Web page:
(Adam Mulholland) #13

That’s what you took out of my comment? Let me clarify my point. A $20 plugin wasn’t actually worth $25 because it only does half of what it says it will. So at $25 with zero change, it doesn’t deserve to be in my portfolio of plugins. The author got to charge more, that’s simply the case. So either I wrote my point poorly or you had your eye on something else. I will assume I wrote poorly.

Just in case: $5 is not a big deal. It’s the point…

Competition keeps the overall ecosystem in check. There really isn’t much more to say on that. It’s been fairly consistent for the past 15 years.

(Gary Bairead) #14

Most popular plugins and themes are already available for free on file sharing sites offering “nulled themes”.

If increasing prices results in fewer sales, that isn’t necessarily a bad thing. For example, I’d rather sell 50 themes at $100 than 100 themes at $50 - it means reduced support costs. While gross income would be $5k in both scenarios, there would be a higher net profit at the $100 price point. Based on my own personal experience, it’s people who want ‘cheap’ products who also tend to submit the most support requests too.

WordPress products are generally still underpriced relative to the value they provide. There are a large number of “WordPress implementors” who make a living by purchasing a $59 theme or $29 layout plugin, then use those cheap tools to create client sites that they sell for hundreds or thousands.

At the other side of that process is a number of Elite authors on Envato who have been forced to restart doing client work (or have part-time positions elsewhere) due to them struggling to make a decent standard of living in todays market.

One recent trend on TF has been themes designed for construction companies. I think a profitable construction company should pay more than $60 for a theme that helps create its online home, as one example. Author driven pricing removes that artificial price ceiling, which I think is a good thing.

(Ben) #15

If a plugin doesn’t do half of what it says it will do then it’s probably not worth $20 even - since it’s not solving the problem it says it solves. Totally agreed with that. However you said the plugin was solid - which I read as meaning it’s good.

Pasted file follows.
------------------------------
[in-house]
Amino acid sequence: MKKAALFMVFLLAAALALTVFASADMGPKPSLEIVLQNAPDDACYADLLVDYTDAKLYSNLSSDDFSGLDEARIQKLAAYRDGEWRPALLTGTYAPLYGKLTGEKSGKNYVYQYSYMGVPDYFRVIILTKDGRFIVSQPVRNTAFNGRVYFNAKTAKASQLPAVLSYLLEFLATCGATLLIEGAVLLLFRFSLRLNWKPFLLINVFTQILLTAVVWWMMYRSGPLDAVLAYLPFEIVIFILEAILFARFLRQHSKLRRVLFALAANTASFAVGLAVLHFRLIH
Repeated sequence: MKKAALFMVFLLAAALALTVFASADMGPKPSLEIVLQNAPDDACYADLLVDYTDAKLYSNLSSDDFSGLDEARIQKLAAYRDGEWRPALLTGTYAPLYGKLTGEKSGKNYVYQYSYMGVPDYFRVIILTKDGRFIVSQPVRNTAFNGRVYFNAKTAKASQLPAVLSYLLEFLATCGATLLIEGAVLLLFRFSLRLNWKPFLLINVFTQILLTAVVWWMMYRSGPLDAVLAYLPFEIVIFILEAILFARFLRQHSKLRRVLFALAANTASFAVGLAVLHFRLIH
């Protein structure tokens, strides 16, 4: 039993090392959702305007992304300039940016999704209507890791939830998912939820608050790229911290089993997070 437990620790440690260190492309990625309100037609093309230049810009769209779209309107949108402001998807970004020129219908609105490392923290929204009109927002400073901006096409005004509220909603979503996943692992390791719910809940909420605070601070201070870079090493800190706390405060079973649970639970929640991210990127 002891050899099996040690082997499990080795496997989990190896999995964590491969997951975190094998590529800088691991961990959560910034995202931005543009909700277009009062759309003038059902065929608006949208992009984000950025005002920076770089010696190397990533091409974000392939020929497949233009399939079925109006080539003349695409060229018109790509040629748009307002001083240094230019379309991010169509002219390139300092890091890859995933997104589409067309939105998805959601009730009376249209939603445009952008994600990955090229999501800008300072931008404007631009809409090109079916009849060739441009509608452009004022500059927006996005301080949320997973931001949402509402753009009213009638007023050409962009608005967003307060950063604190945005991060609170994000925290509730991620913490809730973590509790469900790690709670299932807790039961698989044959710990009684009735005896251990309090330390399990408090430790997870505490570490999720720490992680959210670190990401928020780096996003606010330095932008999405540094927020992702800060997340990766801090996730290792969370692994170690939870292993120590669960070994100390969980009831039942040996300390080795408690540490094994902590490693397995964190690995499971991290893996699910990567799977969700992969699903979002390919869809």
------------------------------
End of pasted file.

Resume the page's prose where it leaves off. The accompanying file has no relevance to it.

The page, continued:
(Ben) #16


That’s my experience too

(Miroslav Glavić) #17


I am not for what you called it? Race to the bottom?, I am not for theme/plugin authors creating theme/plugin and thinking they are hot shit thus charging $400 for a theme.

I support competition. Higher Price ≠ better quality. Just like Lower Price ≠ shitty theme/plugin.

I looked at your themes (you posted link to your themeshop somewhere else not in this thread) and they are not bad. I am not going to pay $650 for any of your themes, no matter how much you offer me, except if you offer me a coffee, I will put in $100 more on what I pay.

Most people just care that their website works, they don’t care how and do it for the least amount of money.

(Miroslav Glavić) #18

by the way, the whole race to the bottom…I don’t want to say bullshit but something meaning that.

You have an .uk site so I will assume you are in the UK.

The standard of living in the UK, specially in London. Canada and USA are higher.

The standard in let’s say India and Pakistan tend to be lower. Things are more expensive in UK, Canada, USA and so forth.

You can easily get a theme for $200-$300 from scratch if you hire someone in India or Pakistan.

A theme from scratch…if someone hires someone in the UK, Canada, USA would have the word THOUSAND in the invoice.

I can hire someone in from Serbia, Romania, Bulgaria or Ukraine and be a lot cheaper. it doesn’t mean it’s a race to the bottom.

Just because I pay someone from Serbia or Ukraine $200 for a theme from scratch, it doesn’t mean it s lower quality theme from a new theme if I hired somebody in the UK.

Disclaimer, I have hired people from the UK, Serbia, Romania, Bulgaria and Ukraine. I live in Canada. I hired them because the content of the sites I hired to help me with were if the languages in those countries. UK was just because I knew the guy.

(Gary Bairead) #19

There will always be people who only want the cheapest product available in any market, but there are also people who will pay more for an iPhone despite other lower-cost phones having similar or better specs (battery life, physical memory etc).

If themes become interchangeable commodities, then what will ultimately separate them will be factors other than the theme code itself - the purchasing and setup experience, the quality of support, an ecosystem of third-party developers & add-ons around the product, branding and marketing etc.

An example of this is the hosting market. Why would somebody pick Godaddy over Bluehost? One reason might be Godaddys new onboarding experience - this differentiates them, they’re not just competing on price. They’re not competing on hosting infrastructure either tbh, Godaddy still only uses PHP5.5 atm.

If one company only provides support and documentation in English, another company could charge more so that it could provide support in multiple languages.

If theme authors are in this for the long haul, they need to be able to compete on things other than price. If price is the main determining factor in a persons decision to purchase a theme, then it would probably lead to a race to the bottom.

If author driven pricing leads to a wider spectrum, that’s healthy. There’s a lot that authors could learn from looking at other markets. Instead of just focusing on how the theme market looks now, they should also think about how it might look 5, 10, or 15 years from now.

(Zackary Allnutt) #20

It’s not a matter of hey we can raise the prices and arbitrarily do so. The original prices were forced and out of our control. Now we get to price how we would price and how many other price off themeforest.